Mutations in GRM6 cause autosomal recessive congenital stationary night blindness with a distinctive scotopic 15-Hz flicker electroretinogram.
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SourceInvestigative Ophthalmology and Visual Science, 46, 11, (2005), pp. 4328-35
Article / Letter to editor
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Investigative Ophthalmology and Visual Science
SubjectNCEBP 2: Evaluation of complex medical interventions; NCMLS 6: Genetics and epigenetic pathways of disease; UMCN 3.3: Neurosensory disorders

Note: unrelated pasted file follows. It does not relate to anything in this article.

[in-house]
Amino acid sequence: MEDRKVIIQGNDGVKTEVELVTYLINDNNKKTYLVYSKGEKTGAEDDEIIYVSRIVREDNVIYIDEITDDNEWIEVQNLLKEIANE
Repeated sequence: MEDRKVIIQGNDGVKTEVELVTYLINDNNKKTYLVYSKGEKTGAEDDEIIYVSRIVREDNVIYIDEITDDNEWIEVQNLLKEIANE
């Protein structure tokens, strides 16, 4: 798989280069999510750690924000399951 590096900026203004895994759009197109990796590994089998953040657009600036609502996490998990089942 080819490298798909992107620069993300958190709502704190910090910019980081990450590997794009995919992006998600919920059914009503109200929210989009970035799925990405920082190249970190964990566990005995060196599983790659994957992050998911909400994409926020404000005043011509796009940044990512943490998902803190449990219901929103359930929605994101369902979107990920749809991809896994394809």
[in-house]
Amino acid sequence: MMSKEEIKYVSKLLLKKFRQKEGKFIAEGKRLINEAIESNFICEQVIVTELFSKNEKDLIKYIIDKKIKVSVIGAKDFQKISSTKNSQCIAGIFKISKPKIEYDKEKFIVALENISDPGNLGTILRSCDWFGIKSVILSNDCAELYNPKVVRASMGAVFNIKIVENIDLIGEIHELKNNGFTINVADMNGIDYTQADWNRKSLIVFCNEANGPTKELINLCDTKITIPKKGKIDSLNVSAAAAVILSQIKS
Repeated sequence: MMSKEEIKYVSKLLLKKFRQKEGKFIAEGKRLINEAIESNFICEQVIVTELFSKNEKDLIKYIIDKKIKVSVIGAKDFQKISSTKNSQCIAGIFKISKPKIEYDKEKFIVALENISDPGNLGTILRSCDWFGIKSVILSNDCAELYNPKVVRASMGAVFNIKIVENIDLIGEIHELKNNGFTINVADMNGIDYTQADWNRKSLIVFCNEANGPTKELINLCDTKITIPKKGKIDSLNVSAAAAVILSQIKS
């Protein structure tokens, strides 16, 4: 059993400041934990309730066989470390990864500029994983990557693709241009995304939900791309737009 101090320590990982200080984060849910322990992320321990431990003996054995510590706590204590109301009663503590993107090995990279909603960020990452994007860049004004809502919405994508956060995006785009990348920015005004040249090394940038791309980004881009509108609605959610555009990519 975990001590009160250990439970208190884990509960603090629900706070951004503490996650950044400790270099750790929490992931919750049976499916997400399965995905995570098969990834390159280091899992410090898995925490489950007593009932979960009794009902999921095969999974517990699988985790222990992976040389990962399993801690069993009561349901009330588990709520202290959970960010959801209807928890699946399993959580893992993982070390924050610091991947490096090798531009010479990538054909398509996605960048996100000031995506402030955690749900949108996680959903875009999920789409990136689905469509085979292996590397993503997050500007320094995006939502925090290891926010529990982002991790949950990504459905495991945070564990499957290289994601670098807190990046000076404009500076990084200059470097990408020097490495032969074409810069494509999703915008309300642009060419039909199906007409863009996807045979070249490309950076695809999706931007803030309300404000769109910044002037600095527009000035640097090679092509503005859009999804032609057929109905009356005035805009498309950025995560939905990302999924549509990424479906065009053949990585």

PURPOSE: Congenital stationary night blindness (CSNB) is a group of nonprogressive retinal disorders characterized by impaired night vision that occurs in autosomal dominant, autosomal recessive, or X-linked forms. Autosomal recessive (ar)CSNB seems to be very rare. Mice lacking the metabotropic glutamate receptor 6 (Grm6) have a defect in signal transmission from the photoreceptors to ON-bipolar cells. In the current study, the human orthologue (GRM6) was screened as a likely candidate for arCSNB. METHODS: arCSNB individuals of five families were screened for mutations in GRM6. Subsequently, they were examined with standard and 15-Hz flicker electroretinography (ERG). These recordings were compared with those of patients with X-linked CSNB1. RESULTS: Affected individuals in three of five families carried either compound heterozygous or homozygous mutations in GRM6. Strikingly, all of them displayed a distinctive abnormality of the rod pathway signals on scotopic 15-Hz flicker ERG. CONCLUSIONS: The novel profile identified in this study suggests the existence of more than two rod pathways. The distinctive ERG feature was not observed in patients with X-linked CSNB1 and additional affected individuals with unknown molecular defect. These observations will help to discriminate autosomal recessive from X-linked recessive cases by ERG and molecular genetic analysis.
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